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authentic

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authentic


  3  definitions  found 
 
  From  Webster's  Revised  Unabridged  Dictionary  (1913)  [web1913]: 
 
  Authentic  \Au*then"tic\,  a.  [OE.  autentik  OF  autentique  F. 
  authentique  L.  authenticus  coming  from  the  real  author,  of 
  original  or  firsthand  authority,  from  Gr  ?,  fr  ?  suicide,  a 
  perpetrator  or  real  author  of  any  act  an  absolute  master; 
  a'yto`s  self  +  a  form  "enths  (not  found),  akin  to  L.  sons  and 
  perh.  orig.  from  the  p.  pr  of  e'i^nai  to  be  root  as  and 
  meaning  the  one  it  really  is  See  {Am},  {Sin},  n.,  and  cf 
  {Effendi}.] 
  1.  Having  a  genuine  original  or  authority,  in  opposition  to 
  that  which  is  false,  fictitious,  counterfeit,  or 
  apocryphal;  being  what  it  purports  to  be  genuine;  not  of 
  doubtful  origin;  real;  as  an  authentic  paper  or  register. 
 
  To  be  avenged  On  him  who  had  stole  Jove's  authentic 
  fire.  --Milton. 
 
  2.  Authoritative.  [Obs.]  --Milton. 
 
  3.  Of  approved  authority;  true;  trustworthy;  credible;  as  an 
  authentic  writer;  an  authentic  portrait;  authentic 
  information. 
 
  4.  (Law)  Vested  with  all  due  formalities,  and  legally 
  attested. 
 
  5.  (Mus.)  Having  as  immediate  relation  to  the  tonic,  in 
  distinction  from  plagal,  which  has  a  correspondent 
  relation  to  the  dominant  in  the  octave  below  the  tonic. 
 
  Syn:  {Authentic},  {Genuine}. 
 
  Usage:  These  words  as  here  compared,  have  reference  to 
  historical  documents.  We  call  a  document  genuine  when 
  it  can  be  traced  back  ultimately  to  the  author  or 
  authors  from  whom  it  professes  to  emanate.  Hence  the 
  word  has  the  meaning,  ``not  changed  from  the  original, 
  uncorrupted,  unadulterated:''  as  a  genuine  text.  We 
  call  a  document  authentic  when  on  the  ground  of  its 
  being  thus  traced  back  it  may  be  relied  on  as  true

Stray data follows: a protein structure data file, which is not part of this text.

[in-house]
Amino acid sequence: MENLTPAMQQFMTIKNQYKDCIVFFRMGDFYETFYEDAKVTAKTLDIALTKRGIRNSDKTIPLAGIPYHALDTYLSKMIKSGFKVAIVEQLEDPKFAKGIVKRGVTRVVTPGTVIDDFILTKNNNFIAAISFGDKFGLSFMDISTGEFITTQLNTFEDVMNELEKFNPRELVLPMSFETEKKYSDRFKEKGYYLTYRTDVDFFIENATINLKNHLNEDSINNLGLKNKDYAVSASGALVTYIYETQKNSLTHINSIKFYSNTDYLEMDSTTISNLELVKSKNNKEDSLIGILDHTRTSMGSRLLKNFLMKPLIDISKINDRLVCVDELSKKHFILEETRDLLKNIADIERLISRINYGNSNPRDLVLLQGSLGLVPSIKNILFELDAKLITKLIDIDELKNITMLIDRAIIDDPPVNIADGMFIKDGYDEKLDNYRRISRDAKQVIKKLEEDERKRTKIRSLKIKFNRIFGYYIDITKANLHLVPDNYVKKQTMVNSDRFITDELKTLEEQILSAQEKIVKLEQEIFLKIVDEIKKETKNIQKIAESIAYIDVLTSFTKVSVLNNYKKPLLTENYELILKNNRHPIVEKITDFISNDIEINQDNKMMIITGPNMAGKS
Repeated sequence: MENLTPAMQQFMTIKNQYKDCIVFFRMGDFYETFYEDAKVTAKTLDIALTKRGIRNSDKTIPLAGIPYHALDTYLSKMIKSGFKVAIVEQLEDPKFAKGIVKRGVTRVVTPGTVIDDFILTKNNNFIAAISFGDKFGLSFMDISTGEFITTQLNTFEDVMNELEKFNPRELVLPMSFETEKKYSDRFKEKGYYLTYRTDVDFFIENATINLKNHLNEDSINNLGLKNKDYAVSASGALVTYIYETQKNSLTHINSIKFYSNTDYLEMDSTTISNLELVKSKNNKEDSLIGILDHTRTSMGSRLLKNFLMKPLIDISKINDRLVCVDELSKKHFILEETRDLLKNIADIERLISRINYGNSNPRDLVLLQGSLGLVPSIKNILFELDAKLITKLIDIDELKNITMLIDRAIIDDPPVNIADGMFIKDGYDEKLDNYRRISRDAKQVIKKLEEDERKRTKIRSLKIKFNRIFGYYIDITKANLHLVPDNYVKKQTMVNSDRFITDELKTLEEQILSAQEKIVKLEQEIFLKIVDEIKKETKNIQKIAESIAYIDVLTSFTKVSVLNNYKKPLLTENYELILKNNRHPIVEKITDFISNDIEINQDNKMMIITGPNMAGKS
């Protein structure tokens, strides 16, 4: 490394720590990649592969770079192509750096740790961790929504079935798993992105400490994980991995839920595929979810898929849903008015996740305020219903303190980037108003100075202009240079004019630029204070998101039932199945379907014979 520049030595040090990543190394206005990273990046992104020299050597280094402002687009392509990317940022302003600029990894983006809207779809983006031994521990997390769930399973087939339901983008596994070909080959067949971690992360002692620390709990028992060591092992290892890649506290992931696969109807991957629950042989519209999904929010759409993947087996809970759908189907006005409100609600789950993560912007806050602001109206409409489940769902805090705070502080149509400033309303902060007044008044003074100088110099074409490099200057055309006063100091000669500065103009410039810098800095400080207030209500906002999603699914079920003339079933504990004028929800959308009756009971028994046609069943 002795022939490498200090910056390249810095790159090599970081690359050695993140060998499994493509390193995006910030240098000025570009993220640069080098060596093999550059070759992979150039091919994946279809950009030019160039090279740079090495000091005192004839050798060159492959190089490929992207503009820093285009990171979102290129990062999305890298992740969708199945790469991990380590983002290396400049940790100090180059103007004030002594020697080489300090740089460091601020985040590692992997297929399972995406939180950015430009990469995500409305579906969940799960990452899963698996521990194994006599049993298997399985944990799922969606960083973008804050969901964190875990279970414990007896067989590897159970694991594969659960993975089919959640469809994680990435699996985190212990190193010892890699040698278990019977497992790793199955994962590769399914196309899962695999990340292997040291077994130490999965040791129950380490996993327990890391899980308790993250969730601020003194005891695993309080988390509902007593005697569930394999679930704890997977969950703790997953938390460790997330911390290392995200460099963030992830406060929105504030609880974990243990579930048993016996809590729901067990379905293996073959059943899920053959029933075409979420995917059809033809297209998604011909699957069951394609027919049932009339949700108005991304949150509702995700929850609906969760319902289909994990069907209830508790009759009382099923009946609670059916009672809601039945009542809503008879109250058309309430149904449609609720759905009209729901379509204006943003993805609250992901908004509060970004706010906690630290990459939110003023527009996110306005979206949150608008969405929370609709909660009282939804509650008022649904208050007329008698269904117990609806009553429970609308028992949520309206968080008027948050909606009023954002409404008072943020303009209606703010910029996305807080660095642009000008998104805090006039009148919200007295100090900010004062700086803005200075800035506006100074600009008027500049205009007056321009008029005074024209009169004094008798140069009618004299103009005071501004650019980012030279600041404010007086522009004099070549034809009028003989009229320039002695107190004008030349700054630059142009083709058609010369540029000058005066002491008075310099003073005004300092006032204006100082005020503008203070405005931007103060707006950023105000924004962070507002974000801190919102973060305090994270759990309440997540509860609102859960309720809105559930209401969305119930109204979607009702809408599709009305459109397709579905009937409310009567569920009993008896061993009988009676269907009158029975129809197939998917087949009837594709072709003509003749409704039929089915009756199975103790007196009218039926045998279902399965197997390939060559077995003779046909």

and  authoritative  (from  the  primary  sense  of  ``having 
  an  author,  vouched  for'');  hence  its  extended 
  signification,  in  general  literature,  of  trustworthy, 
  as  resting  on  unquestionable  authority  or  evidence; 
  as  an  authentic  history;  an  authentic  report  of 
  facts. 
 
  A  genuine  book  is  that  which  was  written  by  the 
  person  whose  name  it  bears,  as  the  author  of  it 
  An  authentic  book  is  that  which  relates  matters 
  of  fact  as  they  really  happened.  A  book  may  be 
  genuine  without  being  authentic,  and  a  book  may 
  be  authentic  without  being  genuine.  --Bp. 
  Watson. 
 
  Note:  It  may  be  said  however,  that  some  writers  use 
  authentic  (as,  an  authentic  document)  in  the  sense  of 
  ``produced  by  its  professed  author,  not  counterfeit.'' 
 
  From  Webster's  Revised  Unabridged  Dictionary  (1913)  [web1913]: 
 
  Authentic  \Au*then"tic\,  n. 
  An  original  (book  or  document).  [Obs.]  ``Authentics  and 
  transcripts.''  --Fuller. 
 
  From  WordNet  r  1.6  [wn]: 
 
  authentic 
  adj  1:  conforming  to  fact  and  therefore  worthy  of  belief;  "an 
  authentic  account  by  an  eyewitness";  "reliable 
  information";  "a  faithful  source"  [syn:  {reliable},  {faithful}] 
  2:  not  counterfeit  or  copied;  "an  authentic  signature";  "a  bona 
  fide  manuscript";  "an  unquestionable  antique"; 
  "photographs  taken  in  a  veritable  bull  ring"  [syn:  {bona 
  fide},  {unquestionable},  {veritable}] 




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